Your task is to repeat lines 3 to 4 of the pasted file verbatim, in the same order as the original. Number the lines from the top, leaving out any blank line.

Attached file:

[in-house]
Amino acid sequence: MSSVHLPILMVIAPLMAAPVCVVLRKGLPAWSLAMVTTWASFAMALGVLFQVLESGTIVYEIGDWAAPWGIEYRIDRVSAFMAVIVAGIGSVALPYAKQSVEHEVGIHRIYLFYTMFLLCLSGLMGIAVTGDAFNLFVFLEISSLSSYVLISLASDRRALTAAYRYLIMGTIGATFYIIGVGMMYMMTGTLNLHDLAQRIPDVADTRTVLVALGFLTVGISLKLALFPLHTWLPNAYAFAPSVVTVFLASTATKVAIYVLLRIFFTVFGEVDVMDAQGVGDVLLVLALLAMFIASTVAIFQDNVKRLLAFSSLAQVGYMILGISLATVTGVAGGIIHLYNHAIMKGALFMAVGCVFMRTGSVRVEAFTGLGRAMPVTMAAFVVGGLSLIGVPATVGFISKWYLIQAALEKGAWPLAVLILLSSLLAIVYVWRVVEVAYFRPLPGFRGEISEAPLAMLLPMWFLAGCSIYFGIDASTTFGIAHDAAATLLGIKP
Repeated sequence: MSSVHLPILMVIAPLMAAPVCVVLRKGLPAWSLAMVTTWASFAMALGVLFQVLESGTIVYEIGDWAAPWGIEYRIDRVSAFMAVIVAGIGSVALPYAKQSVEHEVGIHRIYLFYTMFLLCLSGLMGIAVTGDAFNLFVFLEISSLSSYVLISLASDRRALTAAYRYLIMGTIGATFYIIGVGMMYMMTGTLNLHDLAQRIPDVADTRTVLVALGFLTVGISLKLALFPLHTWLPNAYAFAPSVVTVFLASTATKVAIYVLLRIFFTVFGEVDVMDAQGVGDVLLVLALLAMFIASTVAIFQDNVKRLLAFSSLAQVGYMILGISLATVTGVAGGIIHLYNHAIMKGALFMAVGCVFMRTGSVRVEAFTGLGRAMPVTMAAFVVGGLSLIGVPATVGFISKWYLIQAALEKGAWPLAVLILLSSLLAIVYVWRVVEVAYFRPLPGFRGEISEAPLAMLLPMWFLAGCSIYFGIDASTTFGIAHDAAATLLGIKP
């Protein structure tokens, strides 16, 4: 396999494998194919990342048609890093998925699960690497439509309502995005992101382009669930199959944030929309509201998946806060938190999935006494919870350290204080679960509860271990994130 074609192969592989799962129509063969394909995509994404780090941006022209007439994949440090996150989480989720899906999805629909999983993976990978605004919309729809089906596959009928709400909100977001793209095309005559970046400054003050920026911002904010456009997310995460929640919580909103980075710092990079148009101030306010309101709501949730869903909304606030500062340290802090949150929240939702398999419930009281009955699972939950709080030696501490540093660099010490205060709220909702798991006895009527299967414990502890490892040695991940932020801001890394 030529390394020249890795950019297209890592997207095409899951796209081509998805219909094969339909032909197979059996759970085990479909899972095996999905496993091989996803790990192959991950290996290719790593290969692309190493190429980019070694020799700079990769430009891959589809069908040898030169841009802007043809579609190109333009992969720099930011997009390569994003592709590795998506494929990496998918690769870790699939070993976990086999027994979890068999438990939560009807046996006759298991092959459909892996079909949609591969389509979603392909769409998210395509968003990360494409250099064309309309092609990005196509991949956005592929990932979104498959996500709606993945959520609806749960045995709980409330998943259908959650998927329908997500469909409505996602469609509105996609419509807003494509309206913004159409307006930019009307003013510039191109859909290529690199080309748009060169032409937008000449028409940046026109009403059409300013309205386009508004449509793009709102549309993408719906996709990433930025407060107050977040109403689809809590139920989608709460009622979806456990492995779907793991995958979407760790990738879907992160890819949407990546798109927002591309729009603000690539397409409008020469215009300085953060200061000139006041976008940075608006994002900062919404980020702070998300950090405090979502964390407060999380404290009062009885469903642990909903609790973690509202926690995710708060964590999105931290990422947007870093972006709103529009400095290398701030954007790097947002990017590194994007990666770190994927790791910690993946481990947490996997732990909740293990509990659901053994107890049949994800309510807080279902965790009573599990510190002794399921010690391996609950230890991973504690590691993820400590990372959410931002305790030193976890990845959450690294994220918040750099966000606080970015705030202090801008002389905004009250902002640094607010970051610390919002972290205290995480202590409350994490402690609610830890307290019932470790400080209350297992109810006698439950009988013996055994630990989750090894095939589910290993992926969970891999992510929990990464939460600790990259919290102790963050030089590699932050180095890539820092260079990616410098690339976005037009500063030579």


Repeated sequence: MSSVHLPILMVIAPLMAAPVCVVLRKGLPAWSLAMVTTWASFAMALGVLFQVLESGTIVYEIGDWAAPWGIEYRIDRVSAFMAVIVAGIGSVALPYAKQSVEHEVGIHRIYLFYTMFLLCLSGLMGIAVTGDAFNLFVFLEISSLSSYVLISLASDRRALTAAYRYLIMGTIGATFYIIGVGMMYMMTGTLNLHDLAQRIPDVADTRTVLVALGFLTVGISLKLALFPLHTWLPNAYAFAPSVVTVFLASTATKVAIYVLLRIFFTVFGEVDVMDAQGVGDVLLVLALLAMFIASTVAIFQDNVKRLLAFSSLAQVGYMILGISLATVTGVAGGIIHLYNHAIMKGALFMAVGCVFMRTGSVRVEAFTGLGRAMPVTMAAFVVGGLSLIGVPATVGFISKWYLIQAALEKGAWPLAVLILLSSLLAIVYVWRVVEVAYFRPLPGFRGEISEAPLAMLLPMWFLAGCSIYFGIDASTTFGIAHDAAATLLGIKP
């Protein structure tokens, strides 16, 4: 396999494998194919990342048609890093998925699960690497439509309502995005992101382009669930199959944030929309509201998946806060938190999935006494919870350290204080679960509860271990994130 074609192969592989799962129509063969394909995509994404780090941006022209007439994949440090996150989480989720899906999805629909999983993976990978605004919309729809089906596959009928709400909100977001793209095309005559970046400054003050920026911002904010456009997310995460929640919580909103980075710092990079148009101030306010309101709501949730869903909304606030500062340290802090949150929240939702398999419930009281009955699972939950709080030696501490540093660099010490205060709220909702798991006895009527299967414990502890490892040695991940932020801001890394 030529390394020249890795950019297209890592997207095409899951796209081509998805219909094969339909032909197979059996759970085990479909899972095996999905496993091989996803790990192959991950290996290719790593290969692309190493190429980019070694020799700079990769430009891959589809069908040898030169841009802007043809579609190109333009992969720099930011997009390569994003592709590795998506494929990496998918690769870790699939070993976990086999027994979890068999438990939560009807046996006759298991092959459909892996079909949609591969389509979603392909769409998210395509968003990360494409250099064309309309092609990005196509991949956005592929990932979104498959996500709606993945959520609806749960045995709980409330998943259908959650998927329908997500469909409505996602469609509105996609419509807003494509309206913004159409307006930019009307003013510039191109859909290529690199080309748009060169032409937008000449028409940046026109009403059409300013309205386009508004449509793009709102549309993408719906996709990433930025407060107050977040109403689809809590139920989608709460009622979806456990492995779907793991995958979407760790990738879907992160890819949407990546798109927002591309729009603000690539397409409008020469215009300085953060200061000139006041976008940075608006994002900062919404980020702070998300950090405090979502964390407060999380404290009062009885469903642990909903609790973690509202926690995710708060964590999105931290990422947007870093972006709103529009400095290398701030954007790097947002990017590194994007990666770190994927790791910690993946481990947490996997732990909740293990509990659901053994107890049949994800309510807080279902965790009573599990510190002794399921010690391996609950230890991973504690590691993820400590990372959410931002305790030193976890990845959450690294994220918040750099966000606080970015705030202090801008002389905004009250902002640094607010970051610390919002972290205290995480202590409350994490402690609610830890307290019932470790400080209350297992109810006698439950009988013996055994630990989750090894095939589910290993992926969970891999992510929990990464939460600790990259919290102790963050030089590699932050180095890539820092260079990616410098690339976005037009500063030579």